Here’s Why I Wouldn’t Buy Tesco PLC At Any Price!

Would I really not buy Tesco (LSE: TSCO) shares at any price? Well, not literally not at any price — I mean, if you offered me yours for 50p apiece, I’d snap them up. What I mean is I wouldn’t buy them at any market price that seems likely any time soon. Why not?

Well, one thing is the current valuation. Even though the price has crashed by nearly 65% since the peak of October 2007, to around 190p, we’re still looking at a prospective P/E based on this year’s forecasts of 31. Sure, that’s with a further 35% fall in EPS expected, and the 60% rebound predicted for the year to February 2017 would drop the P/E to only 20.

That’s a growth valuation!

That’s still nearly 50% ahead of the FTSE 100 long-term average P/E of around 14, and the FTSE pays dividends of about 3% — but Tesco is expected to be yielding only around 1% in dividends by 2017. For a stock to be worth a premium valuation like that, especially on forecasts that are still 16 months out, a company needs to be ahead of its game — and Tesco obviously isn’t.

I’d say a fair P/E for Tesco is probably only around the 10 to 12 mark, so it needs to nearly double its EPS before I’d see it as worth a look — and then only if it manages to get its dividend back up around 3%.

And my real concerns are nothing to do with valuation. No, for me to be interested in examining a company’s valuation, I first have to be convinced that it’s a sound company whose fundamental performance — its sales, its profits, its margins — are all looking good, and I need confidence in the long-term abilities of its management.

Can they pull it off?

Now, I honestly don’t know whether CEO Dave Lewis and his management team are up to the task of turning things round — I’ve no reason to doubt them, and this month’s first-half report sounded positive with the fall in like-for-like sales flattening off. But the fact that I don’t know, and that until I see an actual return to profit growth I have no way of knowing, really turns me off.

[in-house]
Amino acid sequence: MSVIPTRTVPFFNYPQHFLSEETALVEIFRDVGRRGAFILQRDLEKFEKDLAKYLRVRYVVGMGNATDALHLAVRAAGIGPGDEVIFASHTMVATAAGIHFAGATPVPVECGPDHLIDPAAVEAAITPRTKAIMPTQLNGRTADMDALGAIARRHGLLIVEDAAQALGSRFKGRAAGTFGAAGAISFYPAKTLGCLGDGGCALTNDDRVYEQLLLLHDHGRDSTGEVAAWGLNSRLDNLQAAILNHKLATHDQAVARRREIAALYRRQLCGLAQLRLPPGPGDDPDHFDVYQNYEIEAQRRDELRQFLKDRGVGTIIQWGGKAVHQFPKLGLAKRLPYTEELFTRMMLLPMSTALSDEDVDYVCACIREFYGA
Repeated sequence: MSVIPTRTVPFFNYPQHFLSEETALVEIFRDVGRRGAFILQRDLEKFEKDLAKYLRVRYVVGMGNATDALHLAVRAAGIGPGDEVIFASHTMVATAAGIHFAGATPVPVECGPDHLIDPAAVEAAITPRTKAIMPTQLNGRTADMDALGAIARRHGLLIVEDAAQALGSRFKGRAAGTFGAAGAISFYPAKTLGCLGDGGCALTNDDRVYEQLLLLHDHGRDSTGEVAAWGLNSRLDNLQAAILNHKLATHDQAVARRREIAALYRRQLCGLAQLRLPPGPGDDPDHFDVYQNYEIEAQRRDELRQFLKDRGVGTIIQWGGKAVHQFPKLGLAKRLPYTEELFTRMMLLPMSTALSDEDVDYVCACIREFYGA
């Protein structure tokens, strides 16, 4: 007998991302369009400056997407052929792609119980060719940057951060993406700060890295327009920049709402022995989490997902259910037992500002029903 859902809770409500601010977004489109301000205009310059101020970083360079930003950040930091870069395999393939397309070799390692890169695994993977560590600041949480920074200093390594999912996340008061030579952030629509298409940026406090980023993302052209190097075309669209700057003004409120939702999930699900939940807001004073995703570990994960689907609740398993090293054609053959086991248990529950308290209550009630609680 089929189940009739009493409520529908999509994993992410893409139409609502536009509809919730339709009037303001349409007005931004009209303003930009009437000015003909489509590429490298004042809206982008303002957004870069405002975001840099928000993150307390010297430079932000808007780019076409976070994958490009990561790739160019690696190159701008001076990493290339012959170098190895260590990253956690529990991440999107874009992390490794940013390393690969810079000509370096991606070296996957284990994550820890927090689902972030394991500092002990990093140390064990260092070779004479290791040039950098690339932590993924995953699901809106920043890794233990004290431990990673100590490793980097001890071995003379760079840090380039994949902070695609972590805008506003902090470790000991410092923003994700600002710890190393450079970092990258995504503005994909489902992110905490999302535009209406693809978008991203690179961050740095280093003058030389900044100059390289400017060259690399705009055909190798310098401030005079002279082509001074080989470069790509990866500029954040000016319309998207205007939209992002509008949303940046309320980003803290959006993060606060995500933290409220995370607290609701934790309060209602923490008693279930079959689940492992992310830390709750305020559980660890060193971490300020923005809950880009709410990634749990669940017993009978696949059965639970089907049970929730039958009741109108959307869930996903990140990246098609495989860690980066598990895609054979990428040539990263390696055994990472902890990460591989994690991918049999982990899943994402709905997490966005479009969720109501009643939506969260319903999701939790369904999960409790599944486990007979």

In the marketplace, Tesco is still facing price deflation. I don’t see how it can win a price war against Lidl and Aldi, both of which still enjoy substantially lower costs than Tesco — and while Tesco is closing stores and selling them off, it seems like Lidl and Aldi are opening new ones almost every day. If a company can’t win on price, it needs to differentiate itself from the competition in some other way, and I don’t see it.

One area in which Tesco is still reasonably well ahead is in home shopping, but it’s up against Asda, J Sainsbury and Ocado (which is also behind Morrisons‘ offering), and there really is no differentiation at all between different companies’ home delivery experiences — you order your stuff, and it turns up in a van. And when, as surely they will, Lidl and Aldi start delivering groceries, differentiation will surely truly only be on price.

Just what company is it?

A problem with Tesco’s valuation today is that people still see it as the same company it used to be, back when it was increasingly entering more upmarket businesses, diversifying its interests, and expanding overseas. But that company no longer exists. It is gone.

And until I get to know what its replacement is going to look like and what sort of market share it’s likely to hang on to, and until I see some reliable like-for-like profit growth, I’m staying behind my bargepole.

But you know what? There are plenty of other shares out that that could help you achieve millionaire status by the time you retire.

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Alan Oscroft has no position in any shares mentioned. The Motley Fool UK has no position in any of the shares mentioned. We Fools don't all hold the same opinions, but we all believe that considering a diverse range of insights makes us better investors.